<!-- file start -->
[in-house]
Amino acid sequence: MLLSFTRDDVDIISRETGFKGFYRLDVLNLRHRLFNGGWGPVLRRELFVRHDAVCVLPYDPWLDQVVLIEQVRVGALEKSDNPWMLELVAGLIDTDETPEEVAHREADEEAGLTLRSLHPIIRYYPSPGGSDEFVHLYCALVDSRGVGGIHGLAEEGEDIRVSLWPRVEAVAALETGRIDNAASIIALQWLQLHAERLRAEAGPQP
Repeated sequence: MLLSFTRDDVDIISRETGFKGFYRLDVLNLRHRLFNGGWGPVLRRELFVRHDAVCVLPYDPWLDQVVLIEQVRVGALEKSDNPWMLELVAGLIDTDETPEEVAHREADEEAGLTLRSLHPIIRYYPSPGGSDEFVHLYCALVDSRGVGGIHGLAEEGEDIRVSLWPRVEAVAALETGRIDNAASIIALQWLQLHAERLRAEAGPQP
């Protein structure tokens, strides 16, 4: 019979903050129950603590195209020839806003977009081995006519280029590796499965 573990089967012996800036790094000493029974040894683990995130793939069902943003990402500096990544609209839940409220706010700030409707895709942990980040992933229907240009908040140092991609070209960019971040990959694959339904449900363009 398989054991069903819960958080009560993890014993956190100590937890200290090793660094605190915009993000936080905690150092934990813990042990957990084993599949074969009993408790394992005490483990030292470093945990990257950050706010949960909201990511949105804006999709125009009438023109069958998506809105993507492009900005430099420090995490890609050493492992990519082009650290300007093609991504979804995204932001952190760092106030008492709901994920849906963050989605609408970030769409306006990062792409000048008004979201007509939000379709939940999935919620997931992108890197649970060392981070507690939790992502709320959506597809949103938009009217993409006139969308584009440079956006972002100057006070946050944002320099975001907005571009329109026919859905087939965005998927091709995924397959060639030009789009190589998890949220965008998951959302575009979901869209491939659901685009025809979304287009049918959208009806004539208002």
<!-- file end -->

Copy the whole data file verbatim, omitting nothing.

[in-house]
Amino acid sequence: MLLSFTRDDVDIISRETGFKGFYRLDVLNLRHRLFNGGWGPVLRRELFVRHDAVCVLPYDPWLDQVVLIEQVRVGALEKSDNPWMLELVAGLIDTDETPEEVAHREADEEAGLTLRSLHPIIRYYPSPGGSDEFVHLYCALVDSRGVGGIHGLAEEGEDIRVSLWPRVEAVAALETGRIDNAASIIALQWLQLHAERLRAEAGPQP
Repeated sequence: MLLSFTRDDVDIISRETGFKGFYRLDVLNLRHRLFNGGWGPVLRRELFVRHDAVCVLPYDPWLDQVVLIEQVRVGALEKSDNPWMLELVAGLIDTDETPEEVAHREADEEAGLTLRSLHPIIRYYPSPGGSDEFVHLYCALVDSRGVGGIHGLAEEGEDIRVSLWPRVEAVAALETGRIDNAASIIALQWLQLHAERLRAEAGPQP
């Protein structure tokens, strides 16, 4: 019979903050129950603590195209020839806003977009081995006519280029590796499965 573990089967012996800036790094000493029974040894683990995130793939069902943003990402500096990544609209839940409220706010700030409707895709942990980040992933229907240009908040140092991609070209960019971040990959694959339904449900363009 398989054991069903819960958080009560993890014993956190100590937890200290090793660094605190915009993000936080905690150092934990813990042990957990084993599949074969009993408790394992005490483990030292470093945990990257950050706010949960909201990511949105804006999709125009009438023109069958998506809105993507492009900005430099420090995490890609050493492992990519082009650290300007093609991504979804995204932001952190760092106030008492709901994920849906963050989605609408970030769409306006990062792409000048008004979201007509939000379709939940999935919620997931992108890197649970060392981070507690939790992502709320959506597809949103938009009217993409006139969308584009440079956006972002100057006070946050944002320099975001907005571009329109026919859905087939965005998927091709995924397959060639030009789009190589998890949220965008998951959302575009979901869209491939659901685009025809979304287009049918959208009806004539208002």